A memristor is a smaller and simpler component than once register cell. Due to this, leakage and speed of light are less of an issue than the current techology. I wouldn't expect replacement for a decade though.
That may be, but OP was talking about having 32 Gb of registers and obsoleting load/store instructions. Current technology doesn't have 32 Gb of SRAM in registers, it has less than 1k. Even if the cost of SRAM wasn't an issue, I would be surprised if you could increase the size of the register file by 30,000,000x while maintaining the same latency and throughput characteristics.
> My point is to remove the distinction between the register file and the main memory so that the entire CPU's working set is linear and no copies are required, therefore drastically increasing speed.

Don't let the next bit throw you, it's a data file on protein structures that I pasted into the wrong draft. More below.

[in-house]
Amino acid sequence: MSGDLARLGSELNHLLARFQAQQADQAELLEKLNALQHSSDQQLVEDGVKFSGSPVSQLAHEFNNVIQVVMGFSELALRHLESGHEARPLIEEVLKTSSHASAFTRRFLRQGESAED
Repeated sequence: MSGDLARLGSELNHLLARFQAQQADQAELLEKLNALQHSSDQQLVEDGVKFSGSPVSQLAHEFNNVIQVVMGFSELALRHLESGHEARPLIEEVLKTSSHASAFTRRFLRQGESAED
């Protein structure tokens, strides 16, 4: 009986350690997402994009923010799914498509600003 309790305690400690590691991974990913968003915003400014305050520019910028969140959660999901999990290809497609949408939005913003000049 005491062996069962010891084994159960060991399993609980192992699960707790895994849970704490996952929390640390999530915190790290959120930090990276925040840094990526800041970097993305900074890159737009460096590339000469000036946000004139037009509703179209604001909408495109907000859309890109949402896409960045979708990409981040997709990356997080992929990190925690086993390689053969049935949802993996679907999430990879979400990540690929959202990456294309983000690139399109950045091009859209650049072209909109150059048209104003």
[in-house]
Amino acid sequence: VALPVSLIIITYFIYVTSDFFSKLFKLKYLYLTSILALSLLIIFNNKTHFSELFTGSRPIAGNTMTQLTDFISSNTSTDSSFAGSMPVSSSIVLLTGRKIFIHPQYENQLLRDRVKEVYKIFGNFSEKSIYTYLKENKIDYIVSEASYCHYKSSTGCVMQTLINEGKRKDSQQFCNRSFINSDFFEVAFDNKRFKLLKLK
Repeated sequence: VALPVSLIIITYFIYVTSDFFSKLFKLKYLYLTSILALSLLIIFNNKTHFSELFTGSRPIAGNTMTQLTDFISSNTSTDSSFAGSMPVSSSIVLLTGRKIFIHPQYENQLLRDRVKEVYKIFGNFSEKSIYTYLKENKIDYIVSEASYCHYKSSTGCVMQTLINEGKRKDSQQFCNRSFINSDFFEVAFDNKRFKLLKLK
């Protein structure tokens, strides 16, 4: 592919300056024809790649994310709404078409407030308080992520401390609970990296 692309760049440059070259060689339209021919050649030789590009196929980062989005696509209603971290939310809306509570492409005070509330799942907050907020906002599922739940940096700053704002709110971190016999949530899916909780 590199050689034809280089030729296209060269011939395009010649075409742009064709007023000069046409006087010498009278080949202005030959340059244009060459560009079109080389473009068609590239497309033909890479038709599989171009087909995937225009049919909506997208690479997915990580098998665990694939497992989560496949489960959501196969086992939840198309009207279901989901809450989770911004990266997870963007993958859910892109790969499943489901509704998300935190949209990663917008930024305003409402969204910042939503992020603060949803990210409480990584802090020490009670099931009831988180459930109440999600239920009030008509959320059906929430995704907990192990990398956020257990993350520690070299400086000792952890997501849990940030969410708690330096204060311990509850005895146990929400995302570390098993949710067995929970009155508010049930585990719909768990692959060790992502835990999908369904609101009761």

That has been tried several times before. As long as small is "enough faster", small&fast+large+overhead beats large. (In really fast processors, active register values are lots of places, so they don't even access the register file except for values that haven't been used for a while.)
> When you do this, you lose all the cache control latency and context switch overhead, resulting in a much smaller and faster core,
Huh? Context switch overhead is time, not space. Cache control is negligible space.
> leaving plenty of space for 32Gb on die :)
Not yet you don't. None of this stuff is as dense as dram and DRAM is just now hitting 4Gbit. Since fast processors do take some space....